In fact, it had not. The vote had been an endorsement only for the general substance of the text. But because votes with qualifications were accepted (placet iuxta modum is the Latin term for "yes, but with this modification"), the time between the third session and the fourth - just finished - would be spent fitting in the modifying modi, or those most of the 31 voting members of the Secretariat thought acceptable. By Council rules, modi could qualify or nuance the language, but they could not change the substance of the text. But then, what substance is or is not had always kept philosophers on edge. And theologians have had trouble with it too.

But first there were less recondite troubles to face. In Segni, near Rome, Bishop Luigi Carli wrote in the February, 1965 issue of his diocesan magazine that the Jews of Christ's time and their descendants down to the present were collectively guilty of Christ's death. A few weeks later, on Passion Sunday, at an outdoor Mass in Rome, Pope Paul talked of the Crucifixion and the Jews' heavy part in it. Rome's chief rabbi, Elio Toaff, said in saddened reply that in "even the most qualified Catholic personalities, the imminence of Easter causes prejudices to reemerge."

On April 25, 1965, the New York Times correspondent in Rome, Robert C. Doty, upset just about everybody. The Jewish declaration was in trouble was the gist of his story reporting that the Pope had turned it over to four consultants to clear it of its contradictions to Scripture and make it less objectionable to Arabs. It was about as refuted as a Times story ever gets. When Cardinal Bea arrived in New York three days later, he had his priest-secretary deny Doty's story by saying that his Secretariat for Christian Unity still had full control of the Jewish declaration. Then came an apologia for Paul's sermon. "Keep in mind that the Pope was speaking to ordinary and simple faithful people - not before a learned body," the priest said. As to the anti-Semitic Bishop of Segni, the Cardinal's man said that Carli's views were definitely not those of the Secretariat. Morris B. Abram of the AJC was at the airport to greet Bea and found his secretary's views on that reassuring.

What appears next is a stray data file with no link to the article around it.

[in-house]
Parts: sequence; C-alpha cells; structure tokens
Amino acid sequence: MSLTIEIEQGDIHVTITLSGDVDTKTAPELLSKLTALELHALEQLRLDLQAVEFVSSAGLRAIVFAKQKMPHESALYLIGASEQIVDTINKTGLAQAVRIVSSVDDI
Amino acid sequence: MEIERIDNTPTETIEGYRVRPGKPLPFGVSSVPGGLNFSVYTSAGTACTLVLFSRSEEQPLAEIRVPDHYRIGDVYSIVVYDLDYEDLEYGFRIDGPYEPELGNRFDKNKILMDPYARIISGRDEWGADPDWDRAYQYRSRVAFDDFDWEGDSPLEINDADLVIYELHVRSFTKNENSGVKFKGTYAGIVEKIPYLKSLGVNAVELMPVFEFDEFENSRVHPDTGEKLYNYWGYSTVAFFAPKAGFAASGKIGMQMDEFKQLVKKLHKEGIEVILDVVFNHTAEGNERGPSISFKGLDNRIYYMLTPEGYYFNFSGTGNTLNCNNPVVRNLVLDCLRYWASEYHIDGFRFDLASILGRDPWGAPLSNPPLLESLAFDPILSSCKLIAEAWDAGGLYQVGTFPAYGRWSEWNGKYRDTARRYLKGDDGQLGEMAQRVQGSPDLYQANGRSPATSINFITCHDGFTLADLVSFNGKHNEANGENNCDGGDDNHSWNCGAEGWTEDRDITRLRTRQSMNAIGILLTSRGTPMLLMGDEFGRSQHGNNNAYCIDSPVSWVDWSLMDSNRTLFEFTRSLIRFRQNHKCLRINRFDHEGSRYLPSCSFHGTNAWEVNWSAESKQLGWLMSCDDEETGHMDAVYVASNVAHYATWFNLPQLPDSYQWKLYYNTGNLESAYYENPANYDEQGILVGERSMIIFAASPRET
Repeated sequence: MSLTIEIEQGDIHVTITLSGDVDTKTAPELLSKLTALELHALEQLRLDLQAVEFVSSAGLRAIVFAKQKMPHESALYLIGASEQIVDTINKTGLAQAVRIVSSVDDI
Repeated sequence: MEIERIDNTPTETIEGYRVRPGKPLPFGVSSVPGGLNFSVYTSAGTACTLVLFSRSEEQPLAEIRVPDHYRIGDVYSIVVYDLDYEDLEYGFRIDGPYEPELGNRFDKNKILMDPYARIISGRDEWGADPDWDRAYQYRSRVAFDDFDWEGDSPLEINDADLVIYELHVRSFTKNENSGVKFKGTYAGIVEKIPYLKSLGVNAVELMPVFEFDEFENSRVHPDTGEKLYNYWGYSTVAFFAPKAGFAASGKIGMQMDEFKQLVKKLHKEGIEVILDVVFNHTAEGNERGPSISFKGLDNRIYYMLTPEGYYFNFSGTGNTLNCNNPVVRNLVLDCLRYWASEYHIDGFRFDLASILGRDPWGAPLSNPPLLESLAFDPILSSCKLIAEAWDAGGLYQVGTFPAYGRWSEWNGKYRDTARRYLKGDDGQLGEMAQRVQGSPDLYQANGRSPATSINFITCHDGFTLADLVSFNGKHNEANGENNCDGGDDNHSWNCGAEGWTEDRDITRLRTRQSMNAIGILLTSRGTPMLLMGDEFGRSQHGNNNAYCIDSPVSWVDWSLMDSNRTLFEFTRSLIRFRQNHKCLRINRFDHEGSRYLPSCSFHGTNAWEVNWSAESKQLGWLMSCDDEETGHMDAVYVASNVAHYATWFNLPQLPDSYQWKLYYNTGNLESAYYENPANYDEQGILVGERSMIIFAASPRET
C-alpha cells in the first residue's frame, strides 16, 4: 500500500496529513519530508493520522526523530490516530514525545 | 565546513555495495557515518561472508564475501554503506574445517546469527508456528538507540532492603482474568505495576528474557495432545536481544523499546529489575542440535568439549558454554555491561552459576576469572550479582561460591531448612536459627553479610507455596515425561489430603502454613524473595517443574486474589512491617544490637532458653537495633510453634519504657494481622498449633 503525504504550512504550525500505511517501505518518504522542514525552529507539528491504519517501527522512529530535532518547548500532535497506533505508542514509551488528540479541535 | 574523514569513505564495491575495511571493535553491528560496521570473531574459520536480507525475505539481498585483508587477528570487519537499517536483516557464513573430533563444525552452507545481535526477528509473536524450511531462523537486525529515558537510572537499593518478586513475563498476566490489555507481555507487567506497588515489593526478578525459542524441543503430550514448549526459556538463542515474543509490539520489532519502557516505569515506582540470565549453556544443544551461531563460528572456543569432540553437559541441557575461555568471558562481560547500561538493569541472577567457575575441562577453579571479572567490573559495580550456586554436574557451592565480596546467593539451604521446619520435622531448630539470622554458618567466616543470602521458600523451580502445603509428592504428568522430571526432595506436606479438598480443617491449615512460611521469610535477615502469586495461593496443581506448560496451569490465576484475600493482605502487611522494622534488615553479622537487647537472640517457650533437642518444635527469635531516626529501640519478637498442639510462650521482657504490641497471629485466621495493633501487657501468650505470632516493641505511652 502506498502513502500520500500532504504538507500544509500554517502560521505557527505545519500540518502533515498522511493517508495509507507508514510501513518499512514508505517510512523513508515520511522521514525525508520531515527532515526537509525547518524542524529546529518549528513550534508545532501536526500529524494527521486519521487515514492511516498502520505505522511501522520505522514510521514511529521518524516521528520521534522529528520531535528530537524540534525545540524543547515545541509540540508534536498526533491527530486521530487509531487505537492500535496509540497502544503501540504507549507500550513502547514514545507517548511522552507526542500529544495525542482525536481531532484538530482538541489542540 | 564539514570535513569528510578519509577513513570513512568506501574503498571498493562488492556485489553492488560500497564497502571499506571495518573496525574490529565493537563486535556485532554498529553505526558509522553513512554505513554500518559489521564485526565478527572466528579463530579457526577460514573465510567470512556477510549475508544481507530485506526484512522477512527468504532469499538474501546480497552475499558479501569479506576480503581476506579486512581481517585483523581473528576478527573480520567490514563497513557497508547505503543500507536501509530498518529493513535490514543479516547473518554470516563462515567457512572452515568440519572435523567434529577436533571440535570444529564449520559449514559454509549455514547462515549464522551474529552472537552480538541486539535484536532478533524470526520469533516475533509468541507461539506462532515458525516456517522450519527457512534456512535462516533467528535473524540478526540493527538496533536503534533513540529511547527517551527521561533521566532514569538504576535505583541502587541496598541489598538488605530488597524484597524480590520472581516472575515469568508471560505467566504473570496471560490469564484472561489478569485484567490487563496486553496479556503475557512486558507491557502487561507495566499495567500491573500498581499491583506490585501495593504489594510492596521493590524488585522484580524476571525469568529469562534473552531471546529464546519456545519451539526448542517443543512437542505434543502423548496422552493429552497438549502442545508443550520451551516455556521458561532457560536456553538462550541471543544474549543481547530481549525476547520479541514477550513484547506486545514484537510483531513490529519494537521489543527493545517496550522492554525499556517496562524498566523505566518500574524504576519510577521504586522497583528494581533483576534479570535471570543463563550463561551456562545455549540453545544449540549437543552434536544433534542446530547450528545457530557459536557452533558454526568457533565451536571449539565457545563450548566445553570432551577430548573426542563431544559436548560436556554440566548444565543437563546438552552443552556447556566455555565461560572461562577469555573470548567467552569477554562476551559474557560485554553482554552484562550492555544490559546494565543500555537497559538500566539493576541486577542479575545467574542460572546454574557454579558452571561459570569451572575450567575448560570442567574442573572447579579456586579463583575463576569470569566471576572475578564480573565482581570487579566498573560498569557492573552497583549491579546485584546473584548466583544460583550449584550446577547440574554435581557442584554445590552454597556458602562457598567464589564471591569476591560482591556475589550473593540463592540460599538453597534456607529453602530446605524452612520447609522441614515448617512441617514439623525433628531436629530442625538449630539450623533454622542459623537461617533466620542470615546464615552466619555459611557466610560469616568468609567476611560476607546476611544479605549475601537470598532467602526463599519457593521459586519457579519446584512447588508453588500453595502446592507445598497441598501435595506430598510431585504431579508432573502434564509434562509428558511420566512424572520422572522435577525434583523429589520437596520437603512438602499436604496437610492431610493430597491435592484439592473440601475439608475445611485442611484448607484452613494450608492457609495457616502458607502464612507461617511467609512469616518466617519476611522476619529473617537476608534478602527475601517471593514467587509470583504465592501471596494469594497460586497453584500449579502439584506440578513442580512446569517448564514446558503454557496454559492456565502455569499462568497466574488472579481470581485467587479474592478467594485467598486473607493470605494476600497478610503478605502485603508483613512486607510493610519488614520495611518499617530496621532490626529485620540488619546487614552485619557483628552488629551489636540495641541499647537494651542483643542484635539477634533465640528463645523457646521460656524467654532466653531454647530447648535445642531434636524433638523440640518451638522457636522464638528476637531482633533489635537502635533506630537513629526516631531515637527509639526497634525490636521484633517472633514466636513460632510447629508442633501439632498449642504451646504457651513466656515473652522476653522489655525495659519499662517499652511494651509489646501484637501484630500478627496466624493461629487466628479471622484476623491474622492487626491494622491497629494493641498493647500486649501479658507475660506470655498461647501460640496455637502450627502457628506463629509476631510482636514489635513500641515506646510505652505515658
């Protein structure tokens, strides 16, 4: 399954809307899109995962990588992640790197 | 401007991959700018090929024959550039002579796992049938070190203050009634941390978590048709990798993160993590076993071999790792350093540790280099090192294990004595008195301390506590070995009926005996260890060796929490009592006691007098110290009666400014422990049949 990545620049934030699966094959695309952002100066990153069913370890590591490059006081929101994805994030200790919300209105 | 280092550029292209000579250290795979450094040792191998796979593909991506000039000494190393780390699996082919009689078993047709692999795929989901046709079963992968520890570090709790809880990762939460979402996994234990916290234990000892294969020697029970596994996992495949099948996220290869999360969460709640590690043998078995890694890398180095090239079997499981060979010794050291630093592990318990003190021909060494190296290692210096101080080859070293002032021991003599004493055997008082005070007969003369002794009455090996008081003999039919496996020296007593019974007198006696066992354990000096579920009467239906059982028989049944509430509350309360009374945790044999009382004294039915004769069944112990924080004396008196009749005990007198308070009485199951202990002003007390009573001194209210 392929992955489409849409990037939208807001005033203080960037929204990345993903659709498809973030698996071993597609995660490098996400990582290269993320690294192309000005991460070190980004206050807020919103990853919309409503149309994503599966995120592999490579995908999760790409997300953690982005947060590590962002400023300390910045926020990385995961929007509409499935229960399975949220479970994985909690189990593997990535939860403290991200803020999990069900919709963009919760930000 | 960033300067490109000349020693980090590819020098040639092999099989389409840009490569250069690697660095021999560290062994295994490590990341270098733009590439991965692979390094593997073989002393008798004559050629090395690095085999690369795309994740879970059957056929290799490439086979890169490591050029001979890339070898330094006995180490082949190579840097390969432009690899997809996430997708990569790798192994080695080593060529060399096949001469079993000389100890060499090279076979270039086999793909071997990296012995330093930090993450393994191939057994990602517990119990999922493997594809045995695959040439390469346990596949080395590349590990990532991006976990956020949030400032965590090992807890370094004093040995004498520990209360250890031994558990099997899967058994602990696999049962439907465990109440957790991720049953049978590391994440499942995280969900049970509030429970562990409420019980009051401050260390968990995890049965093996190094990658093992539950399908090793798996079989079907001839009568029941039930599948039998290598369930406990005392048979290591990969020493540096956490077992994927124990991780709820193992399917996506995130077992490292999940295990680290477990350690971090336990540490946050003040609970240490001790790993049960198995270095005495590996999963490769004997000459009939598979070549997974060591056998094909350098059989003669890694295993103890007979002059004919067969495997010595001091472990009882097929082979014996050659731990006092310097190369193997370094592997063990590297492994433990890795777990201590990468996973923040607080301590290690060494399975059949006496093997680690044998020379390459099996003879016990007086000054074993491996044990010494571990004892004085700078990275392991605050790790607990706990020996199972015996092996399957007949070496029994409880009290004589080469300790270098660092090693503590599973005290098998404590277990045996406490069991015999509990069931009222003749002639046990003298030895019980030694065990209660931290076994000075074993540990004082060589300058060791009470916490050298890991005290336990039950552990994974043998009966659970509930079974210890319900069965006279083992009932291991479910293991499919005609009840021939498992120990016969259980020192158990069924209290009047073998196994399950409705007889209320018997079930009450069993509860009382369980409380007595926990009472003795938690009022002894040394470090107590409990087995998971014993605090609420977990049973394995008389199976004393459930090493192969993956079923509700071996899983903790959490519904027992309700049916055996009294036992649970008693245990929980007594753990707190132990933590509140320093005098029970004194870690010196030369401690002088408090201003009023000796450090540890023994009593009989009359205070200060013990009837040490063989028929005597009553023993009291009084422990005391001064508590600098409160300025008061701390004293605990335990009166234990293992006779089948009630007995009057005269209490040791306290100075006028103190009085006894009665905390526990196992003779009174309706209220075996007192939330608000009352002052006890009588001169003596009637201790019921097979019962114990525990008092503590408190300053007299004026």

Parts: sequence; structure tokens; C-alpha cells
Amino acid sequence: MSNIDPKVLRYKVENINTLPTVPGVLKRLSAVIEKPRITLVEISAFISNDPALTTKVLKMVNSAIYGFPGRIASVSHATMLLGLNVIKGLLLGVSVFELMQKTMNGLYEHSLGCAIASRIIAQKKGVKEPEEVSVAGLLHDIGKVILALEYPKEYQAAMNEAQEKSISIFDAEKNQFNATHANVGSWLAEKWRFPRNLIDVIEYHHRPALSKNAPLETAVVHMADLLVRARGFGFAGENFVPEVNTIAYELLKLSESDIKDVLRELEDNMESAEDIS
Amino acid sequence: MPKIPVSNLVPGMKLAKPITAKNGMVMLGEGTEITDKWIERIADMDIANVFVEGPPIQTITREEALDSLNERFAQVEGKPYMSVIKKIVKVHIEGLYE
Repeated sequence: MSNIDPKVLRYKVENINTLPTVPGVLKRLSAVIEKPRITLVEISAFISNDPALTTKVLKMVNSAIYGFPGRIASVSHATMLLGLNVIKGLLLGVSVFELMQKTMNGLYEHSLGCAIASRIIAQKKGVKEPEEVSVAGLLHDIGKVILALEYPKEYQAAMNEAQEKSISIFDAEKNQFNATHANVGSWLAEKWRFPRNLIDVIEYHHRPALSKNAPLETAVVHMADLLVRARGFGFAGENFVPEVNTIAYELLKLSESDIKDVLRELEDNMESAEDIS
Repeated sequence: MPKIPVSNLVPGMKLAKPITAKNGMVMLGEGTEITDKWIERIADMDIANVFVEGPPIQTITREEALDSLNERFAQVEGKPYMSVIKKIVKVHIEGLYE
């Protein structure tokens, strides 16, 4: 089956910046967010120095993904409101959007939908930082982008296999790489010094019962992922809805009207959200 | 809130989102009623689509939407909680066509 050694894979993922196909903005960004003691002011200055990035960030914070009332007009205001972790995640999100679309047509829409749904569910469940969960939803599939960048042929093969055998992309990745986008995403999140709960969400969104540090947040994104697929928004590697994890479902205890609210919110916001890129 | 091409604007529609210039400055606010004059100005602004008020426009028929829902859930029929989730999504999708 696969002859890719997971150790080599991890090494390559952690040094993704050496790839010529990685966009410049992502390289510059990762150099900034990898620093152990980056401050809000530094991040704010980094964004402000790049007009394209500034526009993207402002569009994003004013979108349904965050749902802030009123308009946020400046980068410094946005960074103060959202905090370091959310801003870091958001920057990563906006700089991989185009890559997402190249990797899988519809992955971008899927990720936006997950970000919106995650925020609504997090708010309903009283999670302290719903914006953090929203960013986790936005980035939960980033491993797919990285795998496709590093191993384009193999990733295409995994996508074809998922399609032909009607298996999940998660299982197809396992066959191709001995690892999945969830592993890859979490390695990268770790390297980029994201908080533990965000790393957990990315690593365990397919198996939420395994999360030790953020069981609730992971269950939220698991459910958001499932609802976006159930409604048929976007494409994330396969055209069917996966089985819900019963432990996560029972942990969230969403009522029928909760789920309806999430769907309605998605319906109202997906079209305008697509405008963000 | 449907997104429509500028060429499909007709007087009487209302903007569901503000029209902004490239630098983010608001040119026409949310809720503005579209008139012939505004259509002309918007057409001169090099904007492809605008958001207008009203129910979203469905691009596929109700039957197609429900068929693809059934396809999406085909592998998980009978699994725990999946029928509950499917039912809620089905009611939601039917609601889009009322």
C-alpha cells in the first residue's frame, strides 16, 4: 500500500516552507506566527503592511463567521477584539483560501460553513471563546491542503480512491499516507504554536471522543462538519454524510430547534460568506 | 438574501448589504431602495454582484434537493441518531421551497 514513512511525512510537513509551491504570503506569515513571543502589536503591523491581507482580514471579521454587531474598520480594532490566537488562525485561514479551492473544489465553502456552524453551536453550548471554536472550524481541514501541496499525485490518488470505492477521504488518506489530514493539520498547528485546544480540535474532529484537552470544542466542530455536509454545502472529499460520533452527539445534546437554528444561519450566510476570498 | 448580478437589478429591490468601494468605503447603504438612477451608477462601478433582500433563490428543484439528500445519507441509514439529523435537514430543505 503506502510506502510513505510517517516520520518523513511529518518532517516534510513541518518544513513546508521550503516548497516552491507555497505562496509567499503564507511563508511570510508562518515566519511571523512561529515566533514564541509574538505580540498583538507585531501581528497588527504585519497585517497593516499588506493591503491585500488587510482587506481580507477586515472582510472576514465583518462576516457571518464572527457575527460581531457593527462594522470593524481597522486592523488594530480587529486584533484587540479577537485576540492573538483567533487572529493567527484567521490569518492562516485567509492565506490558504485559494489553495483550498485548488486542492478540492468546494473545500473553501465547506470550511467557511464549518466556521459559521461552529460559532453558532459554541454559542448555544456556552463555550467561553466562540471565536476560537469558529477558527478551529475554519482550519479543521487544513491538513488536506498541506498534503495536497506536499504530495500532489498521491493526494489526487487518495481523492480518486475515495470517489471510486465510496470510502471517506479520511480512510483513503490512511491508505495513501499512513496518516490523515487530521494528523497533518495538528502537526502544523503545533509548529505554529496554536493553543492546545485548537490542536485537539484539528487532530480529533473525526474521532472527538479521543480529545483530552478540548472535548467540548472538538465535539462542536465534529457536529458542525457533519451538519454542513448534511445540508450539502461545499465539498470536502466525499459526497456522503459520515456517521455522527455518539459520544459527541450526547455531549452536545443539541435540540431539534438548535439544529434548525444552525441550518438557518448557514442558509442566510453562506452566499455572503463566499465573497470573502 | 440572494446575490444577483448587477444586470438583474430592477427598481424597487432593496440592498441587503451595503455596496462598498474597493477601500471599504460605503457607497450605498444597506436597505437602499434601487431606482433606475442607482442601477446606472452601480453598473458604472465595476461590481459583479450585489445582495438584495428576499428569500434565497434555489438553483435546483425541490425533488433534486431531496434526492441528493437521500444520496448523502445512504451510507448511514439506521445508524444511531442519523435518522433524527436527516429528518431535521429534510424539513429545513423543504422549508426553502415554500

In Rome a few days later, some fraction of the Secretariat met to vote on the bishops' suggested modi. Among them were a few borne down from the fourth floor of the Vatican over the signature of the Bishop of Rome. It is not known for certain whether that special bishop urged that the "guilty of deicide" denial be cut. But the alternate possibility that the phrase would have been cut, if he had wanted it kept, is not pondered on much any more. Accounts of the Secretariat's struggles over deicide agree that it was a very close vote after a long day's debate. After deicide went out, there remained the Bishop of Rome's suggestion that the clause beginning "deplores, indeed condemns, hatred and persecution of Jews" might read better with "indeed condemns" left out. That would leave hatred and persecution of Jews still "deplored." The suggestion stirred no debate and was quickly accepted by vote. It was late, and nobody cared to fuss any more about little things.